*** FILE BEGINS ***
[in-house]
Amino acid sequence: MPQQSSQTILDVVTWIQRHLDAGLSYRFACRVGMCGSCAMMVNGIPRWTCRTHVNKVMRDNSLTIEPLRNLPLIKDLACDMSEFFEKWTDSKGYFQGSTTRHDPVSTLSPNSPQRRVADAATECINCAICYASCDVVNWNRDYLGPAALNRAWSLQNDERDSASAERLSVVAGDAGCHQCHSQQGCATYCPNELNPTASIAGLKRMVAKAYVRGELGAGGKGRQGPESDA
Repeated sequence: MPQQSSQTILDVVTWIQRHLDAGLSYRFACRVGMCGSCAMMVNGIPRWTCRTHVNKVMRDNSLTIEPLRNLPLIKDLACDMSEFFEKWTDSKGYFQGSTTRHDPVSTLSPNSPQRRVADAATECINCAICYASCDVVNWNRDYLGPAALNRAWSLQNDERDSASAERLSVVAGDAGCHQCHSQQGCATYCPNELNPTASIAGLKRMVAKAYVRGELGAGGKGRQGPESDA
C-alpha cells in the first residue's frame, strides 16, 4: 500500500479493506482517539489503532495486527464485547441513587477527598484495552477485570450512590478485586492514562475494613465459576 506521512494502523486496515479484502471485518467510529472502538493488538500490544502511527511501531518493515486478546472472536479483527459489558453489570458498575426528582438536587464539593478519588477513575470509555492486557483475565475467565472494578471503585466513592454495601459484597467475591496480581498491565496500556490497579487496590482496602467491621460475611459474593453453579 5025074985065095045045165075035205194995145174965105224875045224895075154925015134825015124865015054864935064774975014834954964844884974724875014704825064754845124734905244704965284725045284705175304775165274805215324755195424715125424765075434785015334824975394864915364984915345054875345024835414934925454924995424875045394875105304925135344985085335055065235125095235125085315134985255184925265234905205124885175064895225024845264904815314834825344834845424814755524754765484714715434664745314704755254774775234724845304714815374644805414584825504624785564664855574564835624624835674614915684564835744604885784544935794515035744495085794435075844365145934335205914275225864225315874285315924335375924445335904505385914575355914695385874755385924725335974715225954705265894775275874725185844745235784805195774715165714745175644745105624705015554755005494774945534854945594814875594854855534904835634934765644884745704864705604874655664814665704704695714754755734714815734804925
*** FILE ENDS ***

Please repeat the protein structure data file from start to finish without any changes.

[in-house]
Amino acid sequence: MPQQSSQTILDVVTWIQRHLDAGLSYRFACRVGMCGSCAMMVNGIPRWTCRTHVNKVMRDNSLTIEPLRNLPLIKDLACDMSEFFEKWTDSKGYFQGSTTRHDPVSTLSPNSPQRRVADAATECINCAICYASCDVVNWNRDYLGPAALNRAWSLQNDERDSASAERLSVVAGDAGCHQCHSQQGCATYCPNELNPTASIAGLKRMVAKAYVRGELGAGGKGRQGPESDA
Repeated sequence: MPQQSSQTILDVVTWIQRHLDAGLSYRFACRVGMCGSCAMMVNGIPRWTCRTHVNKVMRDNSLTIEPLRNLPLIKDLACDMSEFFEKWTDSKGYFQGSTTRHDPVSTLSPNSPQRRVADAATECINCAICYASCDVVNWNRDYLGPAALNRAWSLQNDERDSASAERLSVVAGDAGCHQCHSQQGCATYCPNELNPTASIAGLKRMVAKAYVRGELGAGGKGRQGPESDA
C-alpha cells in the first residue's frame, strides 16, 4: 500500500479493506482517539489503532495486527464485547441513587477527598484495552477485570450512590478485586492514562475494613465459576 506521512494502523486496515479484502471485518467510529472502538493488538500490544502511527511501531518493515486478546472472536479483527459489558453489570458498575426528582438536587464539593478519588477513575470509555492486557483475565475467565472494578471503585466513592454495601459484597467475591496480581498491565496500556490497579487496590482496602467491621460475611459474593453453579 5025074985065095045045165075035205194995145174965105224875045224895075154925015134825015124865015054864935064774975014834954964844884974724875014704825064754845124734905244704965284725045284705175304775165274805215324755195424715125424765075434785015334824975394864915364984915345054875345024835414934925454924995424875045394875105304925135344985085335055065235125095235125085315134985255184925265234905205124885175064895225024845264904815314834825344834845424814755524754765484714715434664745314704755254774775234724845304714815374644805414584825504624785564664855574564835624624835674614915684564835744604885784544935794515035744495085794435075844365145934335205914275225864225315874285315924335375924445335904505385914575355914695385874755385924725335974715225954705265894775275874725185844745235784805195774715165714745175644745105624705015554755005494774945534854945594814875594854855534904835634934765644884745704864705604874655664814665704704695714754755734714815734804925